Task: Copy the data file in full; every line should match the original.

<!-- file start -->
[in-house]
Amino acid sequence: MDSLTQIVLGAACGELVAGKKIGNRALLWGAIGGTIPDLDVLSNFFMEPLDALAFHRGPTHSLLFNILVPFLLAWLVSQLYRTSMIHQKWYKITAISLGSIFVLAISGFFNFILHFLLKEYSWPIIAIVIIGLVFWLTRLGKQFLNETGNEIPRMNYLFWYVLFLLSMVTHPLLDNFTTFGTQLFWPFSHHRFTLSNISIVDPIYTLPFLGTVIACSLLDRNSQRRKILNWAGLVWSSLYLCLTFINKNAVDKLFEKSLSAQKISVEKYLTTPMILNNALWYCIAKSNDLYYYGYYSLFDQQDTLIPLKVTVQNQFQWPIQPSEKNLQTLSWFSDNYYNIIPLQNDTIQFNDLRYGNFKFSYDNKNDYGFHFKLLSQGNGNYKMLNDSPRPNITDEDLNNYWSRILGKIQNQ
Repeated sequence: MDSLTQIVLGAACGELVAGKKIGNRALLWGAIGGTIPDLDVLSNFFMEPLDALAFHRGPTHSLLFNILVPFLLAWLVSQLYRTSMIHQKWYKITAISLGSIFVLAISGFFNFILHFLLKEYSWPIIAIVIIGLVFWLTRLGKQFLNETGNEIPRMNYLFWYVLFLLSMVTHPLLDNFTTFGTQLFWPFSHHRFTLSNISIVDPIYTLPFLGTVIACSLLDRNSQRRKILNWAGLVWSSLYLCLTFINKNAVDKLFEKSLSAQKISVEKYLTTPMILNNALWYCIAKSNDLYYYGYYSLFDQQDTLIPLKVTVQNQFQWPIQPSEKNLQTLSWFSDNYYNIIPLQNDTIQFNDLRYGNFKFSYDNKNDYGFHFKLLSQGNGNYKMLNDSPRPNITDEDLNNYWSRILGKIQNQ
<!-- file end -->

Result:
[in-house]
Amino acid sequence: MDSLTQIVLGAACGELVAGKKIGNRALLWGAIGGTIPDLDVLSNFFMEPLDALAFHRGPTHSLLFNILVPFLLAWLVSQLYRTSMIHQKWYKITAISLGSIFVLAISGFFNFILHFLLKEYSWPIIAIVIIGLVFWLTRLGKQFLNETGNEIPRMNYLFWYVLFLLSMVTHPLLDNFTTFGTQLFWPFSHHRFTLSNISIVDPIYTLPFLGTVIACSLLDRNSQRRKILNWAGLVWSSLYLCLTFINKNAVDKLFEKSLSAQKISVEKYLTTPMILNNALWYCIAKSNDLYYYGYYSLFDQQDTLIPLKVTVQNQFQWPIQPSEKNLQTLSWFSDNYYNIIPLQNDTIQFNDLRYGNFKFSYDNKNDYGFHFKLLSQGNGNYKMLNDSPRPNITDEDLNNYWSRILGKIQNQ
Repeated sequence: MDSLTQIVLGAACGELVAGKKIGNRALLWGAIGGTIPDLDVLSNFFMEPLDALAFHRGPTHSLLFNILVPFLLAWLVSQLYRTSMIHQKWYKITAISLGSIFVLAISGFFNFILHFLLKEYSWPIIAIVIIGLVFWLTRLGKQFLNETGNEIPRMNYLFWYVLFLLSMVTHPLLDNFTTFGTQLFWPFSHHRFTLSNISIVDPIYTLPFLGTVIACSLLDRNSQRRKILNWAGLVWSSLYLCLTFINKNAVDKLFEKSLSAQKISVEKYLTTPMILNNALWYCIAKSNDLYYYGYYSLFDQQDTLIPLKVTVQNQFQWPIQPSEKNLQTLSWFSDNYYNIIPLQNDTIQFNDLRYGNFKFSYDNKNDYGFHFKLLSQGNGNYKMLNDSPRPNITDEDLNNYWSRILGKIQNQ